Anyway, great post, check out my new book and buy hundreds of copies.
    … 😉 (Please don’t – it would embarass me…)

    1. You could have written this blog post, too.

      I hear you. (And, you know you can strut your stuff here all you want, right?)

      The reason the subject came up for me is that I hope to put The Denouncer out in December. And I started thinking about what all that meant, and my heart quailed at the thought of self-promoting. Does that mean we’re not ready for publication?

      (Squeeeee! You did it! I’m so proud! 😀 )

  9. Holy smokes look at the comments! It appears you’ve struck a nerve. I’m gonna have to block off a couple hours on my calendar just to read the comments, as I’m sure they will be thought provoking and interesting. I’m writing from the shallow end of the pool where I’m catching my breath for a while and just getting back to having fun. All that dancing my ass off on Facebook, Twitter, Linked In, and the various forums I have been participating in actually keeps me from writing, (and from going outside in nature) which is why I came to the party in the first place. I know I’ll be back out there soon enough trying to play water polo with the real swimmers, but it’s all about balance and for the time being, I’m having fun playing Marco Polo in the shallow end. Good post!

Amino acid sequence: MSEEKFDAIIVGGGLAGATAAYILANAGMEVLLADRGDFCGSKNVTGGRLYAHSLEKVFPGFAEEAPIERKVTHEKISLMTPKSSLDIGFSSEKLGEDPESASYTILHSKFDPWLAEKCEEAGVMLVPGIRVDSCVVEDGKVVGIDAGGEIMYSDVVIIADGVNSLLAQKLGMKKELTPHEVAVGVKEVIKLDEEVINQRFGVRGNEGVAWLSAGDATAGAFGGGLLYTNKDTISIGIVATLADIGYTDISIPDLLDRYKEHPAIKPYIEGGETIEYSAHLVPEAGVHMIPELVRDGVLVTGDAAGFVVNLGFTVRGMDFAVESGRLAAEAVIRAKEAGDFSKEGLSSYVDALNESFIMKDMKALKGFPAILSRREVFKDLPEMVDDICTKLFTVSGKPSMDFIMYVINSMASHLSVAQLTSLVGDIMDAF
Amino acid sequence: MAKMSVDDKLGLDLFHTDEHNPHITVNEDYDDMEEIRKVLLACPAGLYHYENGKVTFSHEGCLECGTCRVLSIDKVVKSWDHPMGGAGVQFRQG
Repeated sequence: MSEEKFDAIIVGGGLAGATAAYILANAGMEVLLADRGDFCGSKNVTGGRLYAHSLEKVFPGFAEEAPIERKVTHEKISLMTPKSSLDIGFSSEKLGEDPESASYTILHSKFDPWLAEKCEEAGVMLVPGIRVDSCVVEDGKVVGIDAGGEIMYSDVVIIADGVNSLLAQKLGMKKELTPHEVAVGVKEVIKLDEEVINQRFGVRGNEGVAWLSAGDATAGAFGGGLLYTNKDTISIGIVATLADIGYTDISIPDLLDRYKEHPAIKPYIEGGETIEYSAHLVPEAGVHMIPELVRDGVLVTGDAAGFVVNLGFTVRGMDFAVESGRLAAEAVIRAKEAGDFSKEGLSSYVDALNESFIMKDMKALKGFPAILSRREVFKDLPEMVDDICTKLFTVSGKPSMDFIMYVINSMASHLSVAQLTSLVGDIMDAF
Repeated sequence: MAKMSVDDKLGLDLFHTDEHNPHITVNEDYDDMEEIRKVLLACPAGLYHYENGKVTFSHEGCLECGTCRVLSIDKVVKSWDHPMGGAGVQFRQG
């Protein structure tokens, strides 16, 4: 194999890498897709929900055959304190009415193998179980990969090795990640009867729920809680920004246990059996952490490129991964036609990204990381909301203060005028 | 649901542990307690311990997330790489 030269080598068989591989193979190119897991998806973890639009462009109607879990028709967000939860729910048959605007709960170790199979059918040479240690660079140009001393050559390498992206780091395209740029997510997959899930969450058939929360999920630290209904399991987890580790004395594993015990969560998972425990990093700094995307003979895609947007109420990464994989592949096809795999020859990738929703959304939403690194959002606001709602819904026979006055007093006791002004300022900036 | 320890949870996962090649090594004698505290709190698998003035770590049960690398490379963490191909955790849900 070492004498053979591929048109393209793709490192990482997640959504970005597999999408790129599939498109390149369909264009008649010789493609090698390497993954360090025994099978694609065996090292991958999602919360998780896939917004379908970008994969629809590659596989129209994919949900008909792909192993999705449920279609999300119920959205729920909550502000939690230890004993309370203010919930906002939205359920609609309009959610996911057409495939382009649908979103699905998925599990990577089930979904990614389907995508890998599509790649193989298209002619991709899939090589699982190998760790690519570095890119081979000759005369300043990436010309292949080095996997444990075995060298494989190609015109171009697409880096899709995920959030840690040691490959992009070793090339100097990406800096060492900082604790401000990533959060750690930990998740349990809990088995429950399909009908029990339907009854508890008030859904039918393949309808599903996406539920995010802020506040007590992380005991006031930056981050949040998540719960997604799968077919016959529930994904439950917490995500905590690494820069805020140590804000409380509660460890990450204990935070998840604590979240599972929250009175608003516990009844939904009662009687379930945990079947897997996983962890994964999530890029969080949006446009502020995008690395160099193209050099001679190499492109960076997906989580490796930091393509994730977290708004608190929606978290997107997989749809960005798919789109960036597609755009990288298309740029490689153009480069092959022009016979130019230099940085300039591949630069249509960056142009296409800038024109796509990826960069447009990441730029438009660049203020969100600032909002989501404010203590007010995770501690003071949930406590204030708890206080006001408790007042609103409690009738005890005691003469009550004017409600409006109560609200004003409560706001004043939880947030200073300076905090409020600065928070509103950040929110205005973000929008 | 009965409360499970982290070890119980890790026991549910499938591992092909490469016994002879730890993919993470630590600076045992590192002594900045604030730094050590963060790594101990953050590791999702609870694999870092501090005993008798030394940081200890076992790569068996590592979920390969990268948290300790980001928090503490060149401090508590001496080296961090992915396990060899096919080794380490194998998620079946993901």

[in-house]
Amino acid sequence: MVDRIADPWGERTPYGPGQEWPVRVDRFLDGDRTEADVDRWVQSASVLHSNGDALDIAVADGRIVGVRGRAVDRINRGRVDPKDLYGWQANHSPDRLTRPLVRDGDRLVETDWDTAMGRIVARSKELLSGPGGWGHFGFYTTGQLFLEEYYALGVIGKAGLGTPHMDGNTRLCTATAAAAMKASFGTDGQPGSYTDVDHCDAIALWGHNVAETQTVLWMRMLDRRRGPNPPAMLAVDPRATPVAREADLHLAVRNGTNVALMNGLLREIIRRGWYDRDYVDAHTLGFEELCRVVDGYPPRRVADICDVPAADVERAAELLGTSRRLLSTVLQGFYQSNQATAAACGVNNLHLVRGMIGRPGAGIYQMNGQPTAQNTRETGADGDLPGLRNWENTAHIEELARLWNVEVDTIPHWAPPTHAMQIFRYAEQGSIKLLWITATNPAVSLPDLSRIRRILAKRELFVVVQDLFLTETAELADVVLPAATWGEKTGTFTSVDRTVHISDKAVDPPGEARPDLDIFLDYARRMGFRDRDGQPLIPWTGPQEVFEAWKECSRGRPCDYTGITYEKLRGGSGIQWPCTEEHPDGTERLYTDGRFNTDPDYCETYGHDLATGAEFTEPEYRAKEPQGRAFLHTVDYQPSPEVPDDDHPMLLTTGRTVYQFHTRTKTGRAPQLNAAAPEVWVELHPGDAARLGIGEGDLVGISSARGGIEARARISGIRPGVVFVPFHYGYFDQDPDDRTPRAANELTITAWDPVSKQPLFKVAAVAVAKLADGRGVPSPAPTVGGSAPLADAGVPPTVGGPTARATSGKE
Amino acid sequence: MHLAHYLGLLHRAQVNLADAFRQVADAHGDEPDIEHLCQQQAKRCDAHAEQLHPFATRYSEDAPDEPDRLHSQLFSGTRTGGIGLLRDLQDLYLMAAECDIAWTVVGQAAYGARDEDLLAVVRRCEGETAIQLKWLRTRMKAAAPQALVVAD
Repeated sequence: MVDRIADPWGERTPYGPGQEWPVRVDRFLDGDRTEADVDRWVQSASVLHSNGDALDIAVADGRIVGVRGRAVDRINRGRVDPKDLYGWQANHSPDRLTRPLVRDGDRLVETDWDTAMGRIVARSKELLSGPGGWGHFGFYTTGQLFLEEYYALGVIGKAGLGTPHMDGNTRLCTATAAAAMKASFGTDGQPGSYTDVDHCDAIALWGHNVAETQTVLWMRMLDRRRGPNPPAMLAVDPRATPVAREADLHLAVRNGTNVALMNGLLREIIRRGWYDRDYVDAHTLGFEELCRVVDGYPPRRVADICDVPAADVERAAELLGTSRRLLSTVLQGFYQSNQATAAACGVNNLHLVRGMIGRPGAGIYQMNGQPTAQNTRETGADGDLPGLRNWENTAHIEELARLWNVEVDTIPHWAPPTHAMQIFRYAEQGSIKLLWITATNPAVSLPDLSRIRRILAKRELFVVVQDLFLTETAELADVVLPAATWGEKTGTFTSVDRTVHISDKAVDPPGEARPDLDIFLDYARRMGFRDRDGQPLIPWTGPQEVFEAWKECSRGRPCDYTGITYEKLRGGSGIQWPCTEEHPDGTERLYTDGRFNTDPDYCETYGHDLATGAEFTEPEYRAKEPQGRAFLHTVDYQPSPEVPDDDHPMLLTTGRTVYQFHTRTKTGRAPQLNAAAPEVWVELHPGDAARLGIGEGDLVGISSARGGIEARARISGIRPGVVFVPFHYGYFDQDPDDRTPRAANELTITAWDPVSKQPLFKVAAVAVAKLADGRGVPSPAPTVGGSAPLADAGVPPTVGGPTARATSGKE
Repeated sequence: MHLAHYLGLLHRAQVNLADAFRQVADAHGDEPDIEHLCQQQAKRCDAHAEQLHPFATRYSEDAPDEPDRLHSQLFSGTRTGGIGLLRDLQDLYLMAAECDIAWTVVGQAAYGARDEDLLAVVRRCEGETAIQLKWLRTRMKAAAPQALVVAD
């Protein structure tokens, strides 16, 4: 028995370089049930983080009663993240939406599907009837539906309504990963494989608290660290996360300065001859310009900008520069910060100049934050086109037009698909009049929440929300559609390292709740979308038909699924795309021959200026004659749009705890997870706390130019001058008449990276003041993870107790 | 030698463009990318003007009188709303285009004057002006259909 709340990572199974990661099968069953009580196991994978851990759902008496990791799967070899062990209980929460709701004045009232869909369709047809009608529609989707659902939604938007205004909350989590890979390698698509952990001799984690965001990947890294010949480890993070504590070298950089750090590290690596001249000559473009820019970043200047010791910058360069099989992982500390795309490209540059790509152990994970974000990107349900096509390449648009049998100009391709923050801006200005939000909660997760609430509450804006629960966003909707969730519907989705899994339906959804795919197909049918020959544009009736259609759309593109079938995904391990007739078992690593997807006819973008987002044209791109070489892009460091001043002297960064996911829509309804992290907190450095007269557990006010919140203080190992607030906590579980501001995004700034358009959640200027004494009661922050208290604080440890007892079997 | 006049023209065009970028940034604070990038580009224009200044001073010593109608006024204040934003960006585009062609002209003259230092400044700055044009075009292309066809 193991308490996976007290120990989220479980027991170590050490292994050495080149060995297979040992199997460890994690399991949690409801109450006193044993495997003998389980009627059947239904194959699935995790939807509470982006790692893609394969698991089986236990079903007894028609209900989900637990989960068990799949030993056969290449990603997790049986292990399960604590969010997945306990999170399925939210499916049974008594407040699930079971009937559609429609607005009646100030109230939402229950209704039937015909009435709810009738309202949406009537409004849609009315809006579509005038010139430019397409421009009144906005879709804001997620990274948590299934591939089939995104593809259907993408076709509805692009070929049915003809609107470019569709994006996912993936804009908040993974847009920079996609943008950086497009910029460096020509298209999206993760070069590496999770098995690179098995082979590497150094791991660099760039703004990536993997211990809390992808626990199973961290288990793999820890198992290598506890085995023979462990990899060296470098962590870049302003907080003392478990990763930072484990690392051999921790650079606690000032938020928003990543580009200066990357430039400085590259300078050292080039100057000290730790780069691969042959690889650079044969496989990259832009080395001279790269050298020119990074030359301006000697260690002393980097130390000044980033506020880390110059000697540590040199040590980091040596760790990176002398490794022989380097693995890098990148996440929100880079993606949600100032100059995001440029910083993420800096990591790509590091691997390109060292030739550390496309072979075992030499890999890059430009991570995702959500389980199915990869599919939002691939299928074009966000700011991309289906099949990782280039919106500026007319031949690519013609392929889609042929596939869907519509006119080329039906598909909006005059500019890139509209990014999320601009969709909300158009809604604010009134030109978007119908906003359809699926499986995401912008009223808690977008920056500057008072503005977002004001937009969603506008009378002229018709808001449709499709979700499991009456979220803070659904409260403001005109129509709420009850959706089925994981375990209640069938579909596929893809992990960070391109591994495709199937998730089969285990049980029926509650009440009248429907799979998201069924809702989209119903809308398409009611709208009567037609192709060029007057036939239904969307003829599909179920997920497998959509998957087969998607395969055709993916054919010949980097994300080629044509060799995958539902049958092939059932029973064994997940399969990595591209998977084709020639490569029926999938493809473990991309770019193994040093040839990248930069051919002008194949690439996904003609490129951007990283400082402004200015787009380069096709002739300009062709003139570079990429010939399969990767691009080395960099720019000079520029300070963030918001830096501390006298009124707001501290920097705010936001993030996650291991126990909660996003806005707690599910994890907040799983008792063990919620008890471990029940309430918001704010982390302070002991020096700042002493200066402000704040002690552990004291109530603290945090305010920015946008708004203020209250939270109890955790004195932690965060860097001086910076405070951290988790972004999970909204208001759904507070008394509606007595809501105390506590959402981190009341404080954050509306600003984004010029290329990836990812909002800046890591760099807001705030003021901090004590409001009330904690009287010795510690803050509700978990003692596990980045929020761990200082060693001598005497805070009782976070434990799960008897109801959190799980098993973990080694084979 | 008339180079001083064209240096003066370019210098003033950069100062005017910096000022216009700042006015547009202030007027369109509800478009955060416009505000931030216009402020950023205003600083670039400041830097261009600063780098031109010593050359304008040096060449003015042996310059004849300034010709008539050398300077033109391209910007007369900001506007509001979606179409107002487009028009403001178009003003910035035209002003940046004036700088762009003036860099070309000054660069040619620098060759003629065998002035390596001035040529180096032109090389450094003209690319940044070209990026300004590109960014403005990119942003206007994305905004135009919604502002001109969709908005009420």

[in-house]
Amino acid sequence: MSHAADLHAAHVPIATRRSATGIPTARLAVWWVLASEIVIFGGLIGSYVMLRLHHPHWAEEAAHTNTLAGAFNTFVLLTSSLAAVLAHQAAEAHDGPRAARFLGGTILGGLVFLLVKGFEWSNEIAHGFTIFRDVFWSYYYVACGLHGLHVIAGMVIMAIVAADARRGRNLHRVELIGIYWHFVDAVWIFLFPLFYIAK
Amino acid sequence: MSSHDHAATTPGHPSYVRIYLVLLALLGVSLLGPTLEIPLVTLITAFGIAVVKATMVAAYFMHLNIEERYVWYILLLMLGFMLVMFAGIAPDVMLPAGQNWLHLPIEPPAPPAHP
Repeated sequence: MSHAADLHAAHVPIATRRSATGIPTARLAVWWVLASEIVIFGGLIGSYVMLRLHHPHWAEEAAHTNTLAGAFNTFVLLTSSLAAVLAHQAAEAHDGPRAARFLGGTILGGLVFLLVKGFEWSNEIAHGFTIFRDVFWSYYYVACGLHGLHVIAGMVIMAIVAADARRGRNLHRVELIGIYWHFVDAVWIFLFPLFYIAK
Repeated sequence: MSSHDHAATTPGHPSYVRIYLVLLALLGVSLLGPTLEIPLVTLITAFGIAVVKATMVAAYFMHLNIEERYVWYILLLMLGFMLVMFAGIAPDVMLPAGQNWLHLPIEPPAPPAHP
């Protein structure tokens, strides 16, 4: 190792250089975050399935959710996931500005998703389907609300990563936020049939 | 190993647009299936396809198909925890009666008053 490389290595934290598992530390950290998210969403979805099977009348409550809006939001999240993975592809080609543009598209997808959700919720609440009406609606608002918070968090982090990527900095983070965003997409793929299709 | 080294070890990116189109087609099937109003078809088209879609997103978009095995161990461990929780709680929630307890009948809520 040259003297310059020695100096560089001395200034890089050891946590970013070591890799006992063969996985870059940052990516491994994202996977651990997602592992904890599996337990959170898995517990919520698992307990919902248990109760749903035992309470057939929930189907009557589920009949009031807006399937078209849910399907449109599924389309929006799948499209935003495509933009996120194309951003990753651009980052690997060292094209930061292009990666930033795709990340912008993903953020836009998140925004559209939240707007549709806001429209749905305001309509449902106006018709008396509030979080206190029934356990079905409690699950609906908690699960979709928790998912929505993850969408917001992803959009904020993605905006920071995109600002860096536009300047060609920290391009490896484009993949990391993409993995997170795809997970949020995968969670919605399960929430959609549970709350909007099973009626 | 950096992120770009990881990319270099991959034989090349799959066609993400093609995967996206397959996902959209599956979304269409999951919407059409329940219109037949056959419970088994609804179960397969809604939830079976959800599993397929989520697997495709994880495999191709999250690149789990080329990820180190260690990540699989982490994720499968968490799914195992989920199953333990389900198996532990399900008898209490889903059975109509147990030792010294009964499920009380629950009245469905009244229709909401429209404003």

1. Hello Michael, thanks for stopping by!

      Yeah, I think I did strike a nerve with my readers (I don’t have many, but they’re an active bunch!). I might re-visit the conundrum again in the near future and explore this topic a bit more.

      That’s another thing I fear, it won’t be fun anymore. It is interesting to note that that is exactly what you experienced. Yikes!